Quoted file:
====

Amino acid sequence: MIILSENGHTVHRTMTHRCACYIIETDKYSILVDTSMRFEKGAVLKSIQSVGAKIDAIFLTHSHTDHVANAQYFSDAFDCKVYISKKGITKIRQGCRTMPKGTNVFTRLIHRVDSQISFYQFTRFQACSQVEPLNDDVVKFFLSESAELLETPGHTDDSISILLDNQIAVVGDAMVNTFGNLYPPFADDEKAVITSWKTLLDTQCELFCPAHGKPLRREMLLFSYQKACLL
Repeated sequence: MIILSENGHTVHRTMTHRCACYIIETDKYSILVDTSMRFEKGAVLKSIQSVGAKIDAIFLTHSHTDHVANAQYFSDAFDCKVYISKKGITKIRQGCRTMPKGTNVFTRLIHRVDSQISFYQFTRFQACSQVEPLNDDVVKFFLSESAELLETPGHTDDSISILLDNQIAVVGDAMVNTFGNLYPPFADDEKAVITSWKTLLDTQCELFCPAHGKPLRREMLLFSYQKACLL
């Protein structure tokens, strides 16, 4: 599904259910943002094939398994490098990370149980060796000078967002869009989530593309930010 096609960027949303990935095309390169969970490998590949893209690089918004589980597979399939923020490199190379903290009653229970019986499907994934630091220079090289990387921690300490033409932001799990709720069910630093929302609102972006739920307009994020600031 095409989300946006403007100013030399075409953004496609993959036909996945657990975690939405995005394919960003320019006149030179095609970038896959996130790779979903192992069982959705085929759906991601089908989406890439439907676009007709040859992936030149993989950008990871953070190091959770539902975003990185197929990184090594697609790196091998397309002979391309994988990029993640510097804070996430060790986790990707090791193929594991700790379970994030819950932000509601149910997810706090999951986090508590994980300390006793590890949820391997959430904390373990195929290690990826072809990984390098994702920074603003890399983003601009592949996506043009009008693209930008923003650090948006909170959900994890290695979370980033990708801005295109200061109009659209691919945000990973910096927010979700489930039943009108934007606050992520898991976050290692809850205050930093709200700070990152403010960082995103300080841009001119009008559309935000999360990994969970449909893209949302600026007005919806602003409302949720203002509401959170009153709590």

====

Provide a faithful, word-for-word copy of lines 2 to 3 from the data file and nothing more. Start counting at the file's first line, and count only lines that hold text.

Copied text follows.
Repeated sequence: MIILSENGHTVHRTMTHRCACYIIETDKYSILVDTSMRFEKGAVLKSIQSVGAKIDAIFLTHSHTDHVANAQYFSDAFDCKVYISKKGITKIRQGCRTMPKGTNVFTRLIHRVDSQISFYQFTRFQACSQVEPLNDDVVKFFLSESAELLETPGHTDDSISILLDNQIAVVGDAMVNTFGNLYPPFADDEKAVITSWKTLLDTQCELFCPAHGKPLRREMLLFSYQKACLL
């Protein structure tokens, strides 16, 4: 599904259910943002094939398994490098990370149980060796000078967002869009989530593309930010 096609960027949303990935095309390169969970490998590949893209690089918004589980597979399939923020490199190379903290009653229970019986499907994934630091220079090289990387921690300490033409932001799990709720069910630093929302609102972006739920307009994020600031 095409989300946006403007100013030399075409953004496609993959036909996945657990975690939405995005394919960003320019006149030179095609970038896959996130790779979903192992069982959705085929759906991601089908989406890439439907676009007709040859992936030149993989950008990871953070190091959770539902975003990185197929990184090594697609790196091998397309002979391309994988990029993640510097804070996430060790986790990707090791193929594991700790379970994030819950932000509601149910997810706090999951986090508590994980300390006793590890949820391997959430904390373990195929290690990826072809990984390098994702920074603003890399983003601009592949996506043009009008693209930008923003650090948006909170959900994890290695979370980033990708801005295109200061109009659209691919945000990973910096927010979700489930039943009108934007606050992520898991976050290692809850205050930093709200700070990152403010960082995103300080841009001119009008559309935000999360990994969970449909893209949302600026007005919806602003409302949720203002509401959170009153709590």